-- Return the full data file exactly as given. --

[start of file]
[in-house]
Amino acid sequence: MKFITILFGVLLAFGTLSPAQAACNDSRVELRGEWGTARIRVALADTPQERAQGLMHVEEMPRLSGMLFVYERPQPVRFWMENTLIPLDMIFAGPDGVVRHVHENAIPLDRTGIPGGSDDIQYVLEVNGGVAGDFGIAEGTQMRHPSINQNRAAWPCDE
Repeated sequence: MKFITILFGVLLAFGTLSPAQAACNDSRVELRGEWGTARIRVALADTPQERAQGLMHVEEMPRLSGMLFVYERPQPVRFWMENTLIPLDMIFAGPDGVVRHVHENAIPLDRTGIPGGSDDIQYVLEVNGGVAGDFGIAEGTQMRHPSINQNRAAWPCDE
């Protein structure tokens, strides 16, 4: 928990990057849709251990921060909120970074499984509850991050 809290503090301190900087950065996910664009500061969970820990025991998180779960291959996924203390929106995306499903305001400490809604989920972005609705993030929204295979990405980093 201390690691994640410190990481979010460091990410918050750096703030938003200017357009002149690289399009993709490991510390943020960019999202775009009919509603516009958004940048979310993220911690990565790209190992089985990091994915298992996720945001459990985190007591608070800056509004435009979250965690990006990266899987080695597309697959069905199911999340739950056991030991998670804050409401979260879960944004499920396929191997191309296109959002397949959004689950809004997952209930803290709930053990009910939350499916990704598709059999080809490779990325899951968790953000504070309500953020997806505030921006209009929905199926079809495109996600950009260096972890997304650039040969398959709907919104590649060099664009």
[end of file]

[in-house]
Amino acid sequence: MKFITILFGVLLAFGTLSPAQAACNDSRVELRGEWGTARIRVALADTPQERAQGLMHVEEMPRLSGMLFVYERPQPVRFWMENTLIPLDMIFAGPDGVVRHVHENAIPLDRTGIPGGSDDIQYVLEVNGGVAGDFGIAEGTQMRHPSINQNRAAWPCDE
Repeated sequence: MKFITILFGVLLAFGTLSPAQAACNDSRVELRGEWGTARIRVALADTPQERAQGLMHVEEMPRLSGMLFVYERPQPVRFWMENTLIPLDMIFAGPDGVVRHVHENAIPLDRTGIPGGSDDIQYVLEVNGGVAGDFGIAEGTQMRHPSINQNRAAWPCDE
């Protein structure tokens, strides 16, 4: 928990990057849709251990921060909120970074499984509850991050 809290503090301190900087950065996910664009500061969970820990025991998180779960291959996924203390929106995306499903305001400490809604989920972005609705993030929204295979990405980093 201390690691994640410190990481979010460091990410918050750096703030938003200017357009002149690289399009993709490991510390943020960019999202775009009919509603516009958004940048979310993220911690990565790209190992089985990091994915298992996720945001459990985190007591608070800056509004435009979250965690990006990266899987080695597309697959069905199911999340739950056991030991998670804050409401979260879960944004499920396929191997191309296109959002397949959004689950809004997952209930803290709930053990009910939350499916990704598709059999080809490779990325899951968790953000504070309500953020997806505030921006209009929905199926079809495109996600950009260096972890997304650039040969398959709907919104590649060099664009």